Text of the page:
Now, we have learned hubby has OA in his knees and are thinking this is in his hips or lower back as well. He will have more x-rays to determine if this is the case in a few months, if not sooner.
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Old 05-13-2013, 11:43 AM
 
Location: Verde Valley
4,374 posts, read 11,178,124 times
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Quote:
Originally Posted by nmnita View Post
I am not arguing about this and the tests cause I only have very basic knowledge, but I do know: a simple blood test will determine if someone has RA. My husband just went through this, luckily he does not. His dad did and eventually died of a stroke from over taking pain meds. This was 4o plus years ago, when there wasn't much that could be done. Anyway, hubby is clear. I think the involved tests and questionnaires you might be talking about would be given if a simple blood test indicated more testing was needed.

Now, we have learned hubby has OA in his knees and are thinking this is in his hips or lower back as well. He will have more x-rays to determine if this is the case in a few months, if not sooner.
I just read online that it can be very tricky to diagnose with blood tests as some poeple do not have the markers in their blood work.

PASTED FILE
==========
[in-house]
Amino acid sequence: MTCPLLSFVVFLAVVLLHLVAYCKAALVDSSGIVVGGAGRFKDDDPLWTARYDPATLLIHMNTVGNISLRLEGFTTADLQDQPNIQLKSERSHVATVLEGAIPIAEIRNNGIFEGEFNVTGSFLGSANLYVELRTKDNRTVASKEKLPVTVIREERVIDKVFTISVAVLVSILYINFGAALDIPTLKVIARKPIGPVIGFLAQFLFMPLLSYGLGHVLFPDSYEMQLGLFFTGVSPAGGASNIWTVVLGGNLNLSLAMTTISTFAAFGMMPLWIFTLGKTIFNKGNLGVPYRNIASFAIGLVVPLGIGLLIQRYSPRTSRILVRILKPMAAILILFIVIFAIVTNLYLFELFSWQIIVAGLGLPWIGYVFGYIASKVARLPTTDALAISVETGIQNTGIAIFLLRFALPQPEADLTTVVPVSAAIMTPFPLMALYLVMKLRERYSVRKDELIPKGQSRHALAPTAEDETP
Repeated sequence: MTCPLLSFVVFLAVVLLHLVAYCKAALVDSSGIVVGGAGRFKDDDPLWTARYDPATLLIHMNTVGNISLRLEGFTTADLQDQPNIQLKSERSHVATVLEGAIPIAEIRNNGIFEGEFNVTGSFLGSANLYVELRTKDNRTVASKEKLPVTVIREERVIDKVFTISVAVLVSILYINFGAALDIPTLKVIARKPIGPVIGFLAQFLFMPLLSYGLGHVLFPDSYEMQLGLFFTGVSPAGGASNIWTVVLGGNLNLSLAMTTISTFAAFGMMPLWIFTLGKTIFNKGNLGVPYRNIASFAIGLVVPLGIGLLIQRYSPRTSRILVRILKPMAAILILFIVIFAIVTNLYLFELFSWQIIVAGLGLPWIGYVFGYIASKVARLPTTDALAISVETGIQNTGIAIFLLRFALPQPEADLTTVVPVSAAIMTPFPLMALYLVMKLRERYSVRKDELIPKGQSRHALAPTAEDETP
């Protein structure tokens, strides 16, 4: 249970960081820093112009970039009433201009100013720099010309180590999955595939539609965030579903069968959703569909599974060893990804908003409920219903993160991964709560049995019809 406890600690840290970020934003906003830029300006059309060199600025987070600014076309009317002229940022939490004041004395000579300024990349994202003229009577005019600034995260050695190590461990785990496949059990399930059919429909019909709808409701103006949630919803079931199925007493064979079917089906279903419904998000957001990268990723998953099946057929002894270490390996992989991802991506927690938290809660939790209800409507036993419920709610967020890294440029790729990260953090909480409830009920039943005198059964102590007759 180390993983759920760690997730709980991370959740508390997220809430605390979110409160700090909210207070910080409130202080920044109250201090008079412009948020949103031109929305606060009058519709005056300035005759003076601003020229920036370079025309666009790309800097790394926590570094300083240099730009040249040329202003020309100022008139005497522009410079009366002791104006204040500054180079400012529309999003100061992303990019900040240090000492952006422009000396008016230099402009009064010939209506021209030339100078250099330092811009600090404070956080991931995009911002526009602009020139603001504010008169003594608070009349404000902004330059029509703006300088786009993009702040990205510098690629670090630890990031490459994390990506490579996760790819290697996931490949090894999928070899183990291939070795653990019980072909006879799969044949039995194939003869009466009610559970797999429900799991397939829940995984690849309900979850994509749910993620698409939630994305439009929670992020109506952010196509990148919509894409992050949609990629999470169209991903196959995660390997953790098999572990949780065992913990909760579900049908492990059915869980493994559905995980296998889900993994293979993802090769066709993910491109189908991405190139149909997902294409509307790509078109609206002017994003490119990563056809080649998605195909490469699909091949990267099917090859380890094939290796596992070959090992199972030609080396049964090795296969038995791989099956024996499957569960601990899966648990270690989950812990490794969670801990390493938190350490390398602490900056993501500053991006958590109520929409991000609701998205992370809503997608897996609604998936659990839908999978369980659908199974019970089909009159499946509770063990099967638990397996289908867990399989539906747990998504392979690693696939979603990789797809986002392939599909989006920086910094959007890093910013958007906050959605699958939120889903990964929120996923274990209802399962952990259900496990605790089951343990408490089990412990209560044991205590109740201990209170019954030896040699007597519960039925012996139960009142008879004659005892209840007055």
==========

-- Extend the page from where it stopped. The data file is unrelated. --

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Old 05-13-2013, 11:44 AM
 
Location: Verde Valley
4,374 posts, read 11,178,124 times
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Quote:
Originally Posted by nmnita View Post
I am not arguing about this and the tests cause I only have very basic knowledge, but I do know: a simple blood test will determine if someone has RA. My husband just went through this, luckily he does not. His dad did and eventually died of a stroke from over taking pain meds. This was 4o plus years ago, when there wasn't much that could be done. Anyway, hubby is clear. I think the involved tests and questionnaires you might be talking about would be given if a simple blood test indicated more testing was needed.

Now, we have learned hubby has OA in his knees and are thinking this is in his hips or lower back as well. He will have more x-rays to determine if this is the case in a few months, if not sooner.
I did read that the joints effected by RA are normally at the base of the fingers and mine are my upper top two joints so maybe it's just osteo arthritis. That's probably better.
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Old 05-13-2013, 03:21 PM
 
6,757 posts, read 8,241,999 times
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Quote:
Originally Posted by nmnita View Post